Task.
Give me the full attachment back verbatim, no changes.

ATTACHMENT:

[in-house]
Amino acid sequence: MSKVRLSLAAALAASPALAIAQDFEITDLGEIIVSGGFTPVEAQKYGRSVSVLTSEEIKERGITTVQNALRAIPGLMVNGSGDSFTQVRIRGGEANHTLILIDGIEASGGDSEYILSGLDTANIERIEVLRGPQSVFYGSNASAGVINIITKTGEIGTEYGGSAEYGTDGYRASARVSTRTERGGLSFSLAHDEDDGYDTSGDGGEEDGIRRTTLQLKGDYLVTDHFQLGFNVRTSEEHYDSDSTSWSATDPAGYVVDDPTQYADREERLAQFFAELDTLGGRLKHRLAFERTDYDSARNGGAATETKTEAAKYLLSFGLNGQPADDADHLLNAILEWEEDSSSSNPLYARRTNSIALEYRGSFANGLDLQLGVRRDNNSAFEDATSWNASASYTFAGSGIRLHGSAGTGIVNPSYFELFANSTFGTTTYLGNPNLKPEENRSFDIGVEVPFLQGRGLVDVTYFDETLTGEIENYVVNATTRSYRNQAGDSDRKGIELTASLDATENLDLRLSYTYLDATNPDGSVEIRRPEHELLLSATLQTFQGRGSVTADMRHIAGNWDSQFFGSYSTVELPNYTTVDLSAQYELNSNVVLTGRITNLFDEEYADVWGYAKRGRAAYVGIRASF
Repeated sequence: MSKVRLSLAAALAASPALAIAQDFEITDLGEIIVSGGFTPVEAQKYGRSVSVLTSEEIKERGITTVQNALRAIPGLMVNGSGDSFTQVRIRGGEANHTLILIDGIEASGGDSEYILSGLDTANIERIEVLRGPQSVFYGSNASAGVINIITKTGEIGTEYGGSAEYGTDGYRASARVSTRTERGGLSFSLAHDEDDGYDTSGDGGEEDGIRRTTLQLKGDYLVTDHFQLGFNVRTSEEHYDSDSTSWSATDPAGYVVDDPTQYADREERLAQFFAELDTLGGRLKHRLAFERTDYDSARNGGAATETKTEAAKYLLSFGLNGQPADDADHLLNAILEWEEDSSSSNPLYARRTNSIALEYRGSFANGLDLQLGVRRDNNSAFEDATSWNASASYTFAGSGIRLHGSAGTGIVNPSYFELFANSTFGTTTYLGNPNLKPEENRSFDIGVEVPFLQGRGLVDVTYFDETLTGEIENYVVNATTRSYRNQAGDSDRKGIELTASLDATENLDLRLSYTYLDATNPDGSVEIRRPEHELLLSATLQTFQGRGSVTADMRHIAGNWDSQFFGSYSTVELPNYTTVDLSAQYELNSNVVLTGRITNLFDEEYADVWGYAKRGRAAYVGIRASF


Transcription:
[in-house]
Amino acid sequence: MSKVRLSLAAALAASPALAIAQDFEITDLGEIIVSGGFTPVEAQKYGRSVSVLTSEEIKERGITTVQNALRAIPGLMVNGSGDSFTQVRIRGGEANHTLILIDGIEASGGDSEYILSGLDTANIERIEVLRGPQSVFYGSNASAGVINIITKTGEIGTEYGGSAEYGTDGYRASARVSTRTERGGLSFSLAHDEDDGYDTSGDGGEEDGIRRTTLQLKGDYLVTDHFQLGFNVRTSEEHYDSDSTSWSATDPAGYVVDDPTQYADREERLAQFFAELDTLGGRLKHRLAFERTDYDSARNGGAATETKTEAAKYLLSFGLNGQPADDADHLLNAILEWEEDSSSSNPLYARRTNSIALEYRGSFANGLDLQLGVRRDNNSAFEDATSWNASASYTFAGSGIRLHGSAGTGIVNPSYFELFANSTFGTTTYLGNPNLKPEENRSFDIGVEVPFLQGRGLVDVTYFDETLTGEIENYVVNATTRSYRNQAGDSDRKGIELTASLDATENLDLRLSYTYLDATNPDGSVEIRRPEHELLLSATLQTFQGRGSVTADMRHIAGNWDSQFFGSYSTVELPNYTTVDLSAQYELNSNVVLTGRITNLFDEEYADVWGYAKRGRAAYVGIRASF
Repeated sequence: MSKVRLSLAAALAASPALAIAQDFEITDLGEIIVSGGFTPVEAQKYGRSVSVLTSEEIKERGITTVQNALRAIPGLMVNGSGDSFTQVRIRGGEANHTLILIDGIEASGGDSEYILSGLDTANIERIEVLRGPQSVFYGSNASAGVINIITKTGEIGTEYGGSAEYGTDGYRASARVSTRTERGGLSFSLAHDEDDGYDTSGDGGEEDGIRRTTLQLKGDYLVTDHFQLGFNVRTSEEHYDSDSTSWSATDPAGYVVDDPTQYADREERLAQFFAELDTLGGRLKHRLAFERTDYDSARNGGAATETKTEAAKYLLSFGLNGQPADDADHLLNAILEWEEDSSSSNPLYARRTNSIALEYRGSFANGLDLQLGVRRDNNSAFEDATSWNASASYTFAGSGIRLHGSAGTGIVNPSYFELFANSTFGTTTYLGNPNLKPEENRSFDIGVEVPFLQGRGLVDVTYFDETLTGEIENYVVNATTRSYRNQAGDSDRKGIELTASLDATENLDLRLSYTYLDATNPDGSVEIRRPEHELLLSATLQTFQGRGSVTADMRHIAGNWDSQFFGSYSTVELPNYTTVDLSAQYELNSNVVLTGRITNLFDEEYADVWGYAKRGRAAYVGIRASF